Can free schools in South Africa reduce HIV risk?

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South Africa has the largest HIV epidemic in the world. An estimated 7.2 million people are living with HIV and 4.4 million are on antiretroviral therapy. Despite the progress made, AIDS remains the leading cause of death among adolescents. There were an estimated 270 000 new HIV infections in 2017. The rate is particularly high in young women between the ages of 15 and 24.

Risky sexual behavior, such as failing to use a condom, or having sex while drunk or on drugs, increases the risk of HIV infection.

In our study, we wanted to examine why are engaging in risky sexual behavior. Is this behavior driven by childhood adversity, such as poverty, coming from a family where someone is ill with HIV/AIDS, or exposure to violence and experiencing psychological distress? We also wanted to find out if a such as free schooling has the potential to mitigate some, or all, of these drivers.

Our study

We interviewed 1 498 teenage girls between the ages of 10 and 17 in rural and urban areas in South Africa using a standardized questionnaire in 2011. We interviewed the same teenage girls again in 2012.

During both interviews we asked them about child abuse experience, exposure to domestic violence, numbers of days per week in which they did not have enough food in the home, and if a caregiver was ill with AIDS. We screened them for depression, anxiety and suicidal thoughts, measured their drug use, conduct, and peer relationships. We asked how often they did not use a condom during sex, or had sex with multiple partners or while they were drunk or using drugs.

We also measured if they received a free school meal or free text books and attended a no-fees school.

This is what we found

Our study showed that rates of childhood adversity were high in this study. We found that 34.3% of girls had a family member ill with HIV/AIDS. They reported an average of two days without sufficient food in the home and an average of three abusive events in their life.

The study also found that 12% did not always use condoms, 2% had sex while drunk or on drugs and 8% had multiple sexual partners in the past year. Of those interviewed, 71% received free schooling.

Our research showed that the association between childhood adversity and HIV risk behavior is not direct. Instead, we found that increased vulnerability led to certain negative outcomes. These included internalized psychological distress in the form of , depression and anxiety, and externalized psychological distress in the form of drug and alcohol use, problems with behavior and poor peer relationships. These pathways, in turn, heightened the probability that girls would engage in risky sexual behavior.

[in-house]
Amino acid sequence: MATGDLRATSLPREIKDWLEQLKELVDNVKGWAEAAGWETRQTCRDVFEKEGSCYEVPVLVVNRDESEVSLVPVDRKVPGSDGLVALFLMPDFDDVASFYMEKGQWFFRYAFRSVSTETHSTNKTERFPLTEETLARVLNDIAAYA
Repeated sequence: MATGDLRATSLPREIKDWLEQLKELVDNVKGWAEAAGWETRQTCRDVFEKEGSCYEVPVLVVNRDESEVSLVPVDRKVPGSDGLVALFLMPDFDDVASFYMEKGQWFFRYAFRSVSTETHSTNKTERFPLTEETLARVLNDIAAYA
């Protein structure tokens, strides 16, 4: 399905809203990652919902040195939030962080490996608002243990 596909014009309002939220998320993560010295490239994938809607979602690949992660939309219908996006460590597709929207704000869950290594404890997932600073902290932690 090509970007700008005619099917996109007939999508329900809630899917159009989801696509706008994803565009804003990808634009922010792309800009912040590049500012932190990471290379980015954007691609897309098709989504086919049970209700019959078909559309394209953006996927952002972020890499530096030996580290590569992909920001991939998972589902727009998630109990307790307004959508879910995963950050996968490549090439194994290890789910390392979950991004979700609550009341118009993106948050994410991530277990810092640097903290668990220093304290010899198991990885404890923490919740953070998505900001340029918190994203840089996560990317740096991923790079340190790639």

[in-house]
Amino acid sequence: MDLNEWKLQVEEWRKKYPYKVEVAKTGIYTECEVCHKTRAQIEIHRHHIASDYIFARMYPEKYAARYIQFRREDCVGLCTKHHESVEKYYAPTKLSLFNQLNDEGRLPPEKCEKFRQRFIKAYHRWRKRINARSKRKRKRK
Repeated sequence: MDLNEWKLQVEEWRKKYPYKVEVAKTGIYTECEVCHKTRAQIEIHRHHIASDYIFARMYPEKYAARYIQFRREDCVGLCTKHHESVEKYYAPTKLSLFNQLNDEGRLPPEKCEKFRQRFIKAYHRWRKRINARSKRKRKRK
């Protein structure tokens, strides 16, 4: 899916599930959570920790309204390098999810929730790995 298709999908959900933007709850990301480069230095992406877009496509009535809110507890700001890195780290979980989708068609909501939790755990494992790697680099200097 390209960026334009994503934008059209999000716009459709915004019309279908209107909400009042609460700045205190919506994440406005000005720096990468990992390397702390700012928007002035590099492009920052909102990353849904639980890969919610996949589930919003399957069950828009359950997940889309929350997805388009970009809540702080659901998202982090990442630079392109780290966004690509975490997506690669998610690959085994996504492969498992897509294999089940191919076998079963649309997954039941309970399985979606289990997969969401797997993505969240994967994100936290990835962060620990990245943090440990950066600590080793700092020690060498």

These findings are important because they help us understand why girls have risky sex, and help us consider interventions that might help prevent this behavior. They support and complement existing evidence that suggest vulnerability is an important driver of risky sexual behavior.

And this is where free schooling may help.

Free schooling

South Africa introduced non-fee schools in 2007 and the National School Nutrition Programme for primary schools in 2004. This was extended to secondary schools in 2009. Learners in the poorest three-fifths of schools (so called three lowest quintiles) pay no school fees and receive a hot, nutritious meal.

To date, school feeding reaches 77% of learners in public schools, while 66% benefit from not paying tuition fees.

Tentative evaluations of these two policies have shown a reduction in stunting, heightened levels of enrollment in primary and secondary schools, and improved attendance and educational outcomes.

Our findings show additionally that receipt of free schooling directly reduces externalizing psychological distress and mitigates the association between and internalizing mental health distress; and thereby lessens HIV risk behavior.

Further research may help us understand why this is the case. One possibility is that free schooling reduces hunger and worries about the ability to pay school fees, thereby reducing . Free schooling could also increase attendance, giving teenage the opportunity to make friends with peers and build support networks .

Whatever the mechanisms, our findings suggest that free education in the forms of no-fees, free meals and text books appear important in promoting mental health among in South Africa—and, in turn, reducing risky sexual behavior.


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This article is republished from The Conversation under a Creative Commons license. Read the original article.The Conversation

Citation: Can free schools in South Africa reduce HIV risk? (2019, July 17) retrieved 7 December 2019 from https://medicalxpress.com/news/2019-07-free-schools-south-africa-hiv.html
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